Girl meets world addresses Cultural appropriation
this is actually embarassingly wrong, though. sure, she looks tacky but this is a purely white liberal construct we’re looking at here. generally speaking, people in contemporary japan aren’t going to see something like that as misappropriation, and it hardly makes sense to even try to look at it that way because harajuku is, you know, a shopping district that sells mass produced clothing. maybe this girl is doing something else noxious in the episode, but what’s presented here just isn’t that.
there is of course a line in the sand, and in this case in specific it’s basically between nicki minaj and gwen stefani. nicki was, and maybe still does, calling herself harajuku barbie because she’s drawn a lot of inspiration for her looks from the bright, colourful styles of the district. a district in a wealthy industrialized nation. there’s no real difference between that and calling herself rodeo drive barbie or camden square barbie. gwen stefani, you know, was paying asian women to follow her around like ornaments. that’s a problem.
i get kind of suspicious when people, especially in mainstream tv, overwhelmingly go after “weaboos” as soft targets because it seems like a smokescreen to avoid going after the actually deeply troublesome and normalized acts of commodifying and trivializing marginalized groups.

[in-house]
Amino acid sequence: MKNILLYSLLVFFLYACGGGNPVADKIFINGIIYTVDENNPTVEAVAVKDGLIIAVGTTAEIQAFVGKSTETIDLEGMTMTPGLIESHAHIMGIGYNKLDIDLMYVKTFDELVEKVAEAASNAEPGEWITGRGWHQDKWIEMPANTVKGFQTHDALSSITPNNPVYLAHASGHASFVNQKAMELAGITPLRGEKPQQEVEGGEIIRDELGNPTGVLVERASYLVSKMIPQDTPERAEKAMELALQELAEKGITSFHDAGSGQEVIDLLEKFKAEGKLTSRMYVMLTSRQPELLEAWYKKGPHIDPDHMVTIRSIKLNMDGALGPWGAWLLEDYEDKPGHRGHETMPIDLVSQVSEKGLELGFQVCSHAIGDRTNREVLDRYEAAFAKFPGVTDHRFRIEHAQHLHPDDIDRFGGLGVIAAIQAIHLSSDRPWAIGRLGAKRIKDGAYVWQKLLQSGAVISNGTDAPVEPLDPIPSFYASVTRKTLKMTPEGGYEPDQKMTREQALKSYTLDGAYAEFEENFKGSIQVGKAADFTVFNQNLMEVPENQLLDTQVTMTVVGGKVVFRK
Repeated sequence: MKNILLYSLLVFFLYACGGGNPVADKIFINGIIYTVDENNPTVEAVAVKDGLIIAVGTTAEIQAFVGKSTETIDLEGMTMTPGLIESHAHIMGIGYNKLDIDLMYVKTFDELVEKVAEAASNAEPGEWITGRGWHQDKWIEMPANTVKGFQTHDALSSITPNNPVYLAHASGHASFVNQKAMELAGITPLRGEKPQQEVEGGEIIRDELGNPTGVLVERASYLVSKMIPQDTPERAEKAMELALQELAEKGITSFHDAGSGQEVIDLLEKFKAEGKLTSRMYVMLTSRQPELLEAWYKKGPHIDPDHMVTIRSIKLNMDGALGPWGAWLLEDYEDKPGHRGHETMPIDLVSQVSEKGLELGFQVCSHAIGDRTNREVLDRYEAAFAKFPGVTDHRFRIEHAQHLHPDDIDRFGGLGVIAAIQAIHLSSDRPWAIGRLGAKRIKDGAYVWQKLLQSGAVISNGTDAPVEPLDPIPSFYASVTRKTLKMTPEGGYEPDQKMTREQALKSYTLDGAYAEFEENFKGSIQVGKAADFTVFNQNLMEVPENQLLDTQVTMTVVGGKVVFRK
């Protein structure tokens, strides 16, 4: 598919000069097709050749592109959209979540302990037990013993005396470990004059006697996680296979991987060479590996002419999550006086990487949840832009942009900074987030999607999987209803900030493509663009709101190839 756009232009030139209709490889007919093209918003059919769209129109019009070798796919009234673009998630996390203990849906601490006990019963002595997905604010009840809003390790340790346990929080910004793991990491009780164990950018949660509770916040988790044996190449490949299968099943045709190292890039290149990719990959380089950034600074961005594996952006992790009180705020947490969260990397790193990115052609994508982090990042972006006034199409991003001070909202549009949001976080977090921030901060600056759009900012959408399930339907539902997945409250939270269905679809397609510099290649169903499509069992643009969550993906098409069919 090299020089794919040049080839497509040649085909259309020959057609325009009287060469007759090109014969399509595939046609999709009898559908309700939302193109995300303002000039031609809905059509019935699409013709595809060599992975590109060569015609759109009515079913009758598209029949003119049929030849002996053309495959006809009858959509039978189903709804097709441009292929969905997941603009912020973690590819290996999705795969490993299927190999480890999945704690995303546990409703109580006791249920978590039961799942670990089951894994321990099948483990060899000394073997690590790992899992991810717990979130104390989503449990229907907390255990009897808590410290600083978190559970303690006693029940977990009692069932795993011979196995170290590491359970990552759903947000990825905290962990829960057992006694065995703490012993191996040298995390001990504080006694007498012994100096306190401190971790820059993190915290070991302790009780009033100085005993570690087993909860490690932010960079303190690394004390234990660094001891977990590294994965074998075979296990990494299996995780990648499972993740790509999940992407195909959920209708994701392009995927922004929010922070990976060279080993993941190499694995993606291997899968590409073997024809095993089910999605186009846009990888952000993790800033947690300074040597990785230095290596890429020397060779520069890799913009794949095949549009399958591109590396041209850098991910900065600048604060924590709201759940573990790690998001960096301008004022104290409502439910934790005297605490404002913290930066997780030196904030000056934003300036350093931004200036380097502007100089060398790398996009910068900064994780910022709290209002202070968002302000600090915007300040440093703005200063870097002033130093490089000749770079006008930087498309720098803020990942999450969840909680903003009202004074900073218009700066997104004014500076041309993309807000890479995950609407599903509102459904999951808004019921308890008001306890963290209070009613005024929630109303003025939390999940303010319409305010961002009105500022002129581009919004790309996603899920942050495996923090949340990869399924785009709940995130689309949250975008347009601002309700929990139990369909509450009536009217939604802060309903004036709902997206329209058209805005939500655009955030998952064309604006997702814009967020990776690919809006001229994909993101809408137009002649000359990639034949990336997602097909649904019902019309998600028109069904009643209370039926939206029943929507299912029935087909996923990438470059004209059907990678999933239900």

also, a teacher dragging a teenage girl that hard in front of her entire class is fucked up.
WTF, saying white people can’t wear “Harajuku” fashion is the same as saying only people from London can wear punk or only people from Hawaii can wear board shorts.
If she was wearing a bad kimono and shitty “geisha” face paint THAT would be cultural appropriation. Modern street style is not some kind of cultural tradition!
it ok to not be ready
Please spread this shit like wildfire. People go on and sit through the whole experience and they’re uncomfortable because they just want to please their partner and they don’t tell them that they want to stop because they are not ready. It’s okay not to be ready.
i wish someone had told me this kind of stuff when i was younger… ಠ_ಠ
I REALLY REALLY WANT TO POINT OUT that this person’s partner first stopped & checked in when they saw physical discomfort, not when they heard verbal discouragement. This is so so important: a good partner will be paying attention to how you’re responding and they should factor that in! “Well, you didn’t say anything” is a SHITTY NO-GOOD EXCUSE. It’s ok not to be ready and it’s ok to back out but it’s so important to pay attention to each other!
Also, if you are having sex with someone and you put out those “I’m not into this and I wanna stop” signals, and they ignore them, I highly recommend you rethink having sex with them ever again. Also just generally being around them. Because when a sexual partner sees your discomfort and doesn’t check in, they are selfish at best and dangerous at worst.
I need to say, since no one has said it so far in this particular thread of commentary: Saying “I’m sorry” is okay, but please be aware that it’s a part of internalized oppression that tells us that if we’re not sexually available to a person, then we must have wronged them. This is not true. Anyone can withdraw consent at any point and you don’t have to apologize for it because it is absolutely your right.